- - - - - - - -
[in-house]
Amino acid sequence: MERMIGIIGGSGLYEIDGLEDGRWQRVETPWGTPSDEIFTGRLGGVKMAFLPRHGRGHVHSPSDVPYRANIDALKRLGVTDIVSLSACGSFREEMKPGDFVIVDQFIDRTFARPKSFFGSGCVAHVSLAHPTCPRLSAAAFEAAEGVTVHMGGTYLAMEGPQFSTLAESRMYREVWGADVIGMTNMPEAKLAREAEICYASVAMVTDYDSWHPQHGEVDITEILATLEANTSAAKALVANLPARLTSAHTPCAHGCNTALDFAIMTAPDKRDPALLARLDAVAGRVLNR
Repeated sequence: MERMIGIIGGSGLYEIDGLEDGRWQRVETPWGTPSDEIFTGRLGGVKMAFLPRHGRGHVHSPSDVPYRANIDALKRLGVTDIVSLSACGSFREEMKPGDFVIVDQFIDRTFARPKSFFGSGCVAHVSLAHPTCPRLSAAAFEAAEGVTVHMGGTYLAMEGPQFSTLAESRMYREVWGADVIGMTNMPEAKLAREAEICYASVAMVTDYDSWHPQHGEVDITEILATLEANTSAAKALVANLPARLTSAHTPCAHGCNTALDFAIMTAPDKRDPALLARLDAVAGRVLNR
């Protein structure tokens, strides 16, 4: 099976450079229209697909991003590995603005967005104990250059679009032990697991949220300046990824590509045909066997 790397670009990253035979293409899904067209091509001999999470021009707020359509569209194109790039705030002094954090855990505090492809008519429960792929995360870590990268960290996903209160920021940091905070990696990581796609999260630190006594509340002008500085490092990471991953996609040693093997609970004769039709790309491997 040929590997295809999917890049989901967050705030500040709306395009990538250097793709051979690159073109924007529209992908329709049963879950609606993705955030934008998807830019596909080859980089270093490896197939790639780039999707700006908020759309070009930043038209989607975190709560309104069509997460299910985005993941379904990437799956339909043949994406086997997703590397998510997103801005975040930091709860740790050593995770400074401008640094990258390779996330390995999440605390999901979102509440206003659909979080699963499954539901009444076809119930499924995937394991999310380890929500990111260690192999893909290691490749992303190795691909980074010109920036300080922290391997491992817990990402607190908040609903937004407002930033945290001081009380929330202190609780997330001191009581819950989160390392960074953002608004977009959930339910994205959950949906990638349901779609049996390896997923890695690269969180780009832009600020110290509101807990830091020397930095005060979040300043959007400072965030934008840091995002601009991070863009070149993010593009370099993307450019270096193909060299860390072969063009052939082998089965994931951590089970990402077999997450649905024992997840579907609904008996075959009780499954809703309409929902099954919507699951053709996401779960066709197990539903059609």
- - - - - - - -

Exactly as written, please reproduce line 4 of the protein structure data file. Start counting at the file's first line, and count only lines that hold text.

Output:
């Protein structure tokens, strides 16, 4: 099976450079229209697909991003590995603005967005104990250059679009032990697991949220300046990824590509045909066997 790397670009990253035979293409899904067209091509001999999470021009707020359509569209194109790039705030002094954090855990505090492809008519429960792929995360870590990268960290996903209160920021940091905070990696990581796609999260630190006594509340002008500085490092990471991953996609040693093997609970004769039709790309491997 040929590997295809999917890049989901967050705030500040709306395009990538250097793709051979690159073109924007529209992908329709049963879950609606993705955030934008998807830019596909080859980089270093490896197939790639780039999707700006908020759309070009930043038209989607975190709560309104069509997460299910985005993941379904990437799956339909043949994406086997997703590397998510997103801005975040930091709860740790050593995770400074401008640094990258390779996330390995999440605390999901979102509440206003659909979080699963499954539901009444076809119930499924995937394991999310380890929500990111260690192999893909290691490749992303190795691909980074010109920036300080922290391997491992817990990402607190908040609903937004407002930033945290001081009380929330202190609780997330001191009581819950989160390392960074953002608004977009959930339910994205959950949906990638349901779609049996390896997923890695690269969180780009832009600020110290509101807990830091020397930095005060979040300043959007400072965030934008840091995002601009991070863009070149993010593009370099993307450019270096193909060299860390072969063009052939082998089965994931951590089970990402077999997450649905024992997840579907609904008996075959009780499954809703309409929902099954919507699951053709996401779960066709197990539903059609």